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Veteran’s Benefits Expert: Debbie Burak

Veterans Expert, Debbie Burak

Debbie Burak created VeteranAid.org to provide information, free of charge, to veterans, their spouses and families. If you are a veteran, the surviving spouse of a veteran or the responsible family member of a veteran, Debbie urges you to apply for the VA Aid and Attendance Special Pension at the earliest time possible. This benefit could make the difference between a veteran or surviving spouse living in a high-quality assisted living facility or in a state-operated nursing home.

Debbie is often asked the question "why" she has taken the Veteran aid mission on. Her reason? The ending of her mother's life and her mother's waiting for the check from the VA.

Debbie comments that she hopes "that there would be a greater good that would come from this sorrow... If one veteran and their family have better choices; then she made a difference."

Questions and Answers:

Access in-depth information about veterans benefits for spouses and read some common questions and answers below to get in-depth information about VA benefits and whether you or your spouse may qualify:

Q: How does someone know if they qualify for VA benefits?

A: I recommend you turn to the Department of Veteran's Affairs (VA) to have a good understanding of the benefits people are entitled to as veterans. The VA does a handbook every year for veterans and their dependents. Request the handbook by either phone or at your local VA office, as the handbook is a great starting point.

*To apply for VA health care or determine eligibility, call the VA's Health Benefits Service Center at (877) 222-VETS, or contact a Veterans Benefits Office or VA health care facility (find the nearest location at the U.S. Department of Veterans Affairs)

Q: Are Army Reserves and National Guard eligible?

A: The person would need to have been to 'called-up' to service to be eligible for benefits. The Army Reserves qualifies individuals if they served during an approved period of war and were actually 'called-up' to service. National Guard are eligible to receive benefits if they are activated for federal service during a period of war or domestic emergency.

Q: How do you get military records?

A: What you'll need is the availability of discharge papers to prove eligibility for VA pension. You can request a copy from national archives: http://www.archives.gov/veterans/military-service-records/standard-form-180.html 

Q: What amount of time do you need to serve to be eligible for benefits?

A: It depends on when you served. For older veterans, you need to have served 90 days active duty with one day during an approved period of war. For the most recent combat veterans, they need to have served 180 days consecutively.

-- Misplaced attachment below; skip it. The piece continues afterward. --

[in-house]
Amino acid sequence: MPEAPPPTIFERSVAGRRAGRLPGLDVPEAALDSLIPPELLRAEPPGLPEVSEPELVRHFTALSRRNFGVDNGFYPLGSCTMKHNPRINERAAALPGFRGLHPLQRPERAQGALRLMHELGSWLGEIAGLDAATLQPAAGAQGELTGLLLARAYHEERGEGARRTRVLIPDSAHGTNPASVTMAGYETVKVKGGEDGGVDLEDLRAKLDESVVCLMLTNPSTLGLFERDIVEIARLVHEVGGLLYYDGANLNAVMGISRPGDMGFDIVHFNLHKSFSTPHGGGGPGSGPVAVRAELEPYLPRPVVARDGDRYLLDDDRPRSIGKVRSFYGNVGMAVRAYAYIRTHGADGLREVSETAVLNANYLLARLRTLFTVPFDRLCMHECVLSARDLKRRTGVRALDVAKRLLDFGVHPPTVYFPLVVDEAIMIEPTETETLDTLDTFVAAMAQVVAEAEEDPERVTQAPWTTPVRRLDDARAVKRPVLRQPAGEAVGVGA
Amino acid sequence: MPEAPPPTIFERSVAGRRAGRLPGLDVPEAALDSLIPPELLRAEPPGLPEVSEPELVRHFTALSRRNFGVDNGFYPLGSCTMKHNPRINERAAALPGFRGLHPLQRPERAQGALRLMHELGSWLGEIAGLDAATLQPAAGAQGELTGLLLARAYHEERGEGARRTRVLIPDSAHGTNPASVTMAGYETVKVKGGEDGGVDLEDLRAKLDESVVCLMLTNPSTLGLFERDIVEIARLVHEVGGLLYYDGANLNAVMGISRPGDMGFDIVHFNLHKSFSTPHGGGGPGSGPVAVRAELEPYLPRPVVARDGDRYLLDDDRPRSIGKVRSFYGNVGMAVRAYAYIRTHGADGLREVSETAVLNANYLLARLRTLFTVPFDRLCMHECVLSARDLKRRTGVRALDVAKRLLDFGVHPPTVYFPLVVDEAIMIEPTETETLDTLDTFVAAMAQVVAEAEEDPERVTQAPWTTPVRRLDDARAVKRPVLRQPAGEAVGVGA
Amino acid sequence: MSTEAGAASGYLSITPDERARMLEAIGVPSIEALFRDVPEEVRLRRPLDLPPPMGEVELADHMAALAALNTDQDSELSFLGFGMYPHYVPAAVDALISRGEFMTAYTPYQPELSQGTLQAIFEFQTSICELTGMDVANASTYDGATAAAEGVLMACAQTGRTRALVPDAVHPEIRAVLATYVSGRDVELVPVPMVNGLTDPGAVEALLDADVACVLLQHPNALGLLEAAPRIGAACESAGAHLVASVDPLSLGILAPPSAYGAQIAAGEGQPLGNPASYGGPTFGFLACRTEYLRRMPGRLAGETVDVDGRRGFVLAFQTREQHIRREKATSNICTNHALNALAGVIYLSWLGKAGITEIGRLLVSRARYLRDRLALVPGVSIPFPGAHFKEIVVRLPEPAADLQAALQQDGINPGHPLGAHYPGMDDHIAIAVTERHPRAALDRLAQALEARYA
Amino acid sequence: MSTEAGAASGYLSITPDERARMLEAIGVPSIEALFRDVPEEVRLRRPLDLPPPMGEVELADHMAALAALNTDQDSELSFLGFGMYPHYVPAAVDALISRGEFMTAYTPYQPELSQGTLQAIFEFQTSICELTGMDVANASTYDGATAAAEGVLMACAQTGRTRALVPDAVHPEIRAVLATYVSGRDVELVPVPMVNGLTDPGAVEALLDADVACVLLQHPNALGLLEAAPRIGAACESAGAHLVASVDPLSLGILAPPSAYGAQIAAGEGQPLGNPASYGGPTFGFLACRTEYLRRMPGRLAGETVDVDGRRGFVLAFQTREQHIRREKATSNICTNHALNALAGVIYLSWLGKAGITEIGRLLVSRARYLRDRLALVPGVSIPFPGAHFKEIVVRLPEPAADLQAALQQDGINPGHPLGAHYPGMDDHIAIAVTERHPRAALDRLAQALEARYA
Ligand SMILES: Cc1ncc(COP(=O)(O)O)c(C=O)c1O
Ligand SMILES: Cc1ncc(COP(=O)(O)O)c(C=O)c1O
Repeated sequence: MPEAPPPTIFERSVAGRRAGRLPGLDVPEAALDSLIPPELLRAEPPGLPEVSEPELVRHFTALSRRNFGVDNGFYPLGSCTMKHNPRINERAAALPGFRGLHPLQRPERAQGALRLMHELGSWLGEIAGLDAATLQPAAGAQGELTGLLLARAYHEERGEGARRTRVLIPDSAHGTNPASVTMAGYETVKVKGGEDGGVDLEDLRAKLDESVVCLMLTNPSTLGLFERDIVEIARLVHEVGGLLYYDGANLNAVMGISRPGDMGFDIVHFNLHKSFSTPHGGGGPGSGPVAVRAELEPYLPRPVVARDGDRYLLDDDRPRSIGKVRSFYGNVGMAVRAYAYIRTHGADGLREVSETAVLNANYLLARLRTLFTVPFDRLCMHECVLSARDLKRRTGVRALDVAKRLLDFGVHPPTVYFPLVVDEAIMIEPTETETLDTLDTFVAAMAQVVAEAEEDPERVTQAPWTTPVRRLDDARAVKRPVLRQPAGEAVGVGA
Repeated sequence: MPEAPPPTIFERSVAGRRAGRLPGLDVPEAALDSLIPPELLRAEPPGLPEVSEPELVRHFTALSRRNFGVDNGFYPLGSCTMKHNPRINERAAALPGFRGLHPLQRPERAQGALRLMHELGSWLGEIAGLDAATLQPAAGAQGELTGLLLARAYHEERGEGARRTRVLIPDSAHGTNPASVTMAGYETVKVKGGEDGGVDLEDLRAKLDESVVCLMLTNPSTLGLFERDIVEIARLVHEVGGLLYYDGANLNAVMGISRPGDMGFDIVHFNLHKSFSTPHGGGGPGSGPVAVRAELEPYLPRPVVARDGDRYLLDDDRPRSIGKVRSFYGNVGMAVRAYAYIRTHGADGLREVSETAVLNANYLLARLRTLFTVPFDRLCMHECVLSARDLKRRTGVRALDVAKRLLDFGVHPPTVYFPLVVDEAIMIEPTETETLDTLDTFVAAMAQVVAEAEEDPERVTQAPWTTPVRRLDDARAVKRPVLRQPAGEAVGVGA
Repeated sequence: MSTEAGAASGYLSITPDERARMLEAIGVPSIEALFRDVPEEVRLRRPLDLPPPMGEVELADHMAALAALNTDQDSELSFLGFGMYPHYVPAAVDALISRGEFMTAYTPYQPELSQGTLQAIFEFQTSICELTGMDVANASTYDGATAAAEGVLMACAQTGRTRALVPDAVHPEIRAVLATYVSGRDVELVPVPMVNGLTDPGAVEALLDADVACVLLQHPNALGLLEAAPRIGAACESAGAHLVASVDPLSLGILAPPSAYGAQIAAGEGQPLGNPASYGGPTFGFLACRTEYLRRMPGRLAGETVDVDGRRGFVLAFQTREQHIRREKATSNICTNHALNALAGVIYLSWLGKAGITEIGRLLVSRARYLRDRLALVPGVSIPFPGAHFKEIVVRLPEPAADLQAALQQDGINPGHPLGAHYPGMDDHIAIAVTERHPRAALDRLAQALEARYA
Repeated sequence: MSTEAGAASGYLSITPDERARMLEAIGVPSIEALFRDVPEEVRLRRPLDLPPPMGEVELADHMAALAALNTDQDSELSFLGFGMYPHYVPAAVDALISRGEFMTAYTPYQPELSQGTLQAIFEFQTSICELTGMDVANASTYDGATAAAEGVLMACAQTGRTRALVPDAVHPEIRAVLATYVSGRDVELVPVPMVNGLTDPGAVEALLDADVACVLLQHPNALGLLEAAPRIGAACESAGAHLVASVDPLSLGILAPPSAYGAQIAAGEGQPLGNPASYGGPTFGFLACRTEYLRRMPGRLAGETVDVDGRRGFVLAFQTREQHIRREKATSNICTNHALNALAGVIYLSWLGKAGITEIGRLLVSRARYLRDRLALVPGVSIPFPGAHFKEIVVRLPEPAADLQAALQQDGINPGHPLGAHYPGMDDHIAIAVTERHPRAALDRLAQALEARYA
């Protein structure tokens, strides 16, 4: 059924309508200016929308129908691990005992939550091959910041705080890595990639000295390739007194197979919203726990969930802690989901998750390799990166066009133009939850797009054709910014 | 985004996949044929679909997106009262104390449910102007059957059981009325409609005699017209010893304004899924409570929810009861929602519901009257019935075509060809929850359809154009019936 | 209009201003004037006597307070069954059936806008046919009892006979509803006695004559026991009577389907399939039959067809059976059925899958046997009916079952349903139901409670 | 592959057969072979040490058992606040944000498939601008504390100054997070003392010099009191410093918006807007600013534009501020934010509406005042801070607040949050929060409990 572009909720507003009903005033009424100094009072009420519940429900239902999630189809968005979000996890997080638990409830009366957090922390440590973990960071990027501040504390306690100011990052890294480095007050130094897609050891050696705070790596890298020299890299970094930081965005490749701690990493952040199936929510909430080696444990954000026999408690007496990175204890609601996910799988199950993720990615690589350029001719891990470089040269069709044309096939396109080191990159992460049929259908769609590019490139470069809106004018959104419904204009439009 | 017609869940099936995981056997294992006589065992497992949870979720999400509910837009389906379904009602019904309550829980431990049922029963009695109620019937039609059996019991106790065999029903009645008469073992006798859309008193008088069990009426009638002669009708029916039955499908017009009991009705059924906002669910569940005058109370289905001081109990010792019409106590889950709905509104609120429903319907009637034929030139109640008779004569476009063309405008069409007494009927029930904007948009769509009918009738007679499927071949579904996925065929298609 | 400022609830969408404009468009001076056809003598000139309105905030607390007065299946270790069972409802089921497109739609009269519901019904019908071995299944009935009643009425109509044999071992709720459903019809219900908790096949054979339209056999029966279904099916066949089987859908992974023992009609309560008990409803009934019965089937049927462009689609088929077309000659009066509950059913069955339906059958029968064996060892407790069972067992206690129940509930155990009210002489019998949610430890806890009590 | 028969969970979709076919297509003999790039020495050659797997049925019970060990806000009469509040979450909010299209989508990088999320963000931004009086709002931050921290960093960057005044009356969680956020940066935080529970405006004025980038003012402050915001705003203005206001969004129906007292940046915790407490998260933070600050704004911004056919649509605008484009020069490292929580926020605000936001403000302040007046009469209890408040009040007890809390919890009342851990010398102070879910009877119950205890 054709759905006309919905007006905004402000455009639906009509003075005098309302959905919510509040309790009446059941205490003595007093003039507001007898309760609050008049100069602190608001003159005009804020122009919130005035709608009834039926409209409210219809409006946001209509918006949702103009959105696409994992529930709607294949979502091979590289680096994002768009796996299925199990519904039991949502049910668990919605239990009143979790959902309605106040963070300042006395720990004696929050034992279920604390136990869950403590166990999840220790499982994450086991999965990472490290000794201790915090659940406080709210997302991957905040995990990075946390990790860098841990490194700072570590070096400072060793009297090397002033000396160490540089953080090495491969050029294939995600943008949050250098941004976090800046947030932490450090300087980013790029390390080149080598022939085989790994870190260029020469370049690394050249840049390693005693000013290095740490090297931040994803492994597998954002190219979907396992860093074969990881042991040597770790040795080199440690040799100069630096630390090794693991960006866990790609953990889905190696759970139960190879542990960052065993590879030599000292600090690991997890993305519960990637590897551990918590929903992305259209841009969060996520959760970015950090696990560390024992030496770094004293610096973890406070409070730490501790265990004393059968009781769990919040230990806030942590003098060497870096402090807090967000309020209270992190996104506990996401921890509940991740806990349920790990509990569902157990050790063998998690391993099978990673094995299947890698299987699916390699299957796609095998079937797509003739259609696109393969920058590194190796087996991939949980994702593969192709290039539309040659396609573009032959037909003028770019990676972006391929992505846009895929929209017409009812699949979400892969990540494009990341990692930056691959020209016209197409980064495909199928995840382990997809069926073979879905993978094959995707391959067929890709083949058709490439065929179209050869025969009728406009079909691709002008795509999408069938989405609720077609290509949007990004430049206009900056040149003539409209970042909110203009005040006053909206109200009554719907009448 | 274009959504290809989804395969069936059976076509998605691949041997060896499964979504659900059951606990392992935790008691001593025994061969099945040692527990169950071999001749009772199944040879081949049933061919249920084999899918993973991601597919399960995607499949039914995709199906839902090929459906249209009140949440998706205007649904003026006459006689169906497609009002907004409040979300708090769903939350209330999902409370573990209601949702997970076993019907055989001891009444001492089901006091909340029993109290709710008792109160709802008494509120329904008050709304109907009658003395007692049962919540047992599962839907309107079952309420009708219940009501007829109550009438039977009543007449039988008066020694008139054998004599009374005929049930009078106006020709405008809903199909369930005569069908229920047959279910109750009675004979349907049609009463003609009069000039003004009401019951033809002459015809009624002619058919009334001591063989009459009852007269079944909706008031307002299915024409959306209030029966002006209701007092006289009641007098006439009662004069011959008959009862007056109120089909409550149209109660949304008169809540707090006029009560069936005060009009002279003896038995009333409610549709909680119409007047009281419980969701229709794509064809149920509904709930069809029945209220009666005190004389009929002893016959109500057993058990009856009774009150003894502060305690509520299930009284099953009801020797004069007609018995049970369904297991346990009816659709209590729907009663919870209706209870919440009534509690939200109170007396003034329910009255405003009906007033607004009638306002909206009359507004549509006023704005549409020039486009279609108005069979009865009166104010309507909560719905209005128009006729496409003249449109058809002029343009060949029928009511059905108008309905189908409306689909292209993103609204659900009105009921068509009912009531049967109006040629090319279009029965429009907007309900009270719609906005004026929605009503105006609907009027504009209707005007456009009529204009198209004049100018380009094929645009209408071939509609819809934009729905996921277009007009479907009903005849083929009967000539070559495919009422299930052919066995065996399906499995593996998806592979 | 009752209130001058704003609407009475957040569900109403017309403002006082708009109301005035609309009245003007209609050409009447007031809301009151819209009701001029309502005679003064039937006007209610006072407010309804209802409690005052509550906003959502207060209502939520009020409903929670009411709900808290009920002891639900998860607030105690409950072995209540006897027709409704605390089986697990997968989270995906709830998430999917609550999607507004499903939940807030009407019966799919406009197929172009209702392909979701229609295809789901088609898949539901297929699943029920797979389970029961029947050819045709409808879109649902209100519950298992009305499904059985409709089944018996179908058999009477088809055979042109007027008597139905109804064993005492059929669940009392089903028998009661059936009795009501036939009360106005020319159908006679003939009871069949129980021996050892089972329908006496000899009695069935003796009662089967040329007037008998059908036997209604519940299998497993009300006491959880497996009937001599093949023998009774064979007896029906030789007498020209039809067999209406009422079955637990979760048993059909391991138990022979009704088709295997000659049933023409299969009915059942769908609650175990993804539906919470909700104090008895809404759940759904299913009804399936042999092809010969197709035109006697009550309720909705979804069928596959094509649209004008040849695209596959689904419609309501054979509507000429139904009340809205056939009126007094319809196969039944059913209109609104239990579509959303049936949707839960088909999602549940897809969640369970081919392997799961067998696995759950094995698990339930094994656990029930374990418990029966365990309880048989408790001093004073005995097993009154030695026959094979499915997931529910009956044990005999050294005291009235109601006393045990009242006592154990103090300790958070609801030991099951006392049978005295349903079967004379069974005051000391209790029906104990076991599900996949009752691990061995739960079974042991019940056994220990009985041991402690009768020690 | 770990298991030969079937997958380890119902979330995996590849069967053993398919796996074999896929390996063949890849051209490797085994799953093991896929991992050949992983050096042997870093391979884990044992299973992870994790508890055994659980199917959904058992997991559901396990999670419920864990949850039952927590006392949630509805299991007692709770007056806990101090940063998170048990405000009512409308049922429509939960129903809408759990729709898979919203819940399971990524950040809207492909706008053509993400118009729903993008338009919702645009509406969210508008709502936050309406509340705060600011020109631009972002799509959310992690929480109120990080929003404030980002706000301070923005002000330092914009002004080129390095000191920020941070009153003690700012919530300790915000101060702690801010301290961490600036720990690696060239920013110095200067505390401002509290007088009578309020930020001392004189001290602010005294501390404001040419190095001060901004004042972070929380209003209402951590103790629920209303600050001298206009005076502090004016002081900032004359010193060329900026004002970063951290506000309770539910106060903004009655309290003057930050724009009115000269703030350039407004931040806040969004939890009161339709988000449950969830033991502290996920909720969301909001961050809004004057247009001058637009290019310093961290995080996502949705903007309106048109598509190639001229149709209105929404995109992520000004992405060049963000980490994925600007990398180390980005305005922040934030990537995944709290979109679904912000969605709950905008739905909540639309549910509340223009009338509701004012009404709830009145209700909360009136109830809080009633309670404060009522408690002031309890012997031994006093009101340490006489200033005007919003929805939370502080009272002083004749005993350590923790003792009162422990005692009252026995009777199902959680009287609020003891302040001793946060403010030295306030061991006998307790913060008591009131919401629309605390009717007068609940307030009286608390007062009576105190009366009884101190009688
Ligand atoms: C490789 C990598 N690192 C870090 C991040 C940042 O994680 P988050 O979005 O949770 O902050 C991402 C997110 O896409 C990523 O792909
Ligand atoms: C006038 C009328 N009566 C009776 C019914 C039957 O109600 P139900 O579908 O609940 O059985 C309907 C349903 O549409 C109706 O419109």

Q: Are divorced spouses covered? Are there any circumstances why they wouldn't be? How do you know if you qualify for spouse of veteran benefits?

A: If the divorce was official prior to November 1st, 1991 and the veteran never remarried, the former spouse may be eligible. Even if the spouse did remarry and that marriage ended, there is still the potential the spouse may be able to file against her first husband's service. If the divorce falls after November 1st, 1991, spouses are not eligible.

Q: Do you need to be physically disabled to become eligible for VA benefits/assistance?

A: For Basic Pension, no. For the Housebound or Aid and Attendance benefit, yes. But all three levels have a financial means test. A "countable income" would have to be below the threshold that's attached with each level. Basically, if medical needs deplete your income, you qualify. See the attached PDF on"Countable Income"for more information.

Q: Can applications be expedited? What's the difference between applications for pensions and benefits?

A: All is the same process. You're still applying for approved monthly income. Any veteran who is 70 years and older, as is the widow, is entitled to request expedited processing for their application. With advanced age, the request carries more weight.

Examples of different benefits:

Basic Pension: Basic Pension is designed to function as cash assistance for low income veterans and their dependents, so applicants may be healthy, but must have a very low income

Housebound Benefit: Housebound assistance with day-to-day activities must be needed on a "regular basis"

Aid and Attendance: Assistance must be required on a "daily basis"

Q: When you're not having any luck reaching the VA in the middle of the application process - what is the best course of action? Contacting a senator? Getting a lawyer? Can you recommend any successful techniques to get things moving?

A: Depending on where the process is, I recommend different actions. Have you received anything in the mail, for example?

  1. If you're before the 6-month period, call the VA midweek, later in the day to avoid peak calling times. Just keep redialing and redialing. Do not involve an attorney. Anything before 6 months would be considered premature, so justbe patient.
  2. After 6 months has passed and no decision or award has been made, you can contact a senator or congress person in the application state (where veteran or widow resides) to make a congressional inquiry and fax a letter to act on behalf of the applicant. If there is a financial hardship, you can request for expediting.

Q: What are the asset limitations when applying for health care benefits?

A: $80k is a general rule-of-thumb, but for those with more assets, they could still be eligible. Applicants with an excess of $80k-depending on their age and monthly expenses-could still be eligible. Contact the VA office or check the handbook for more info on eligibility.

Meet Debbie Burak with VeteranAid.org:

 

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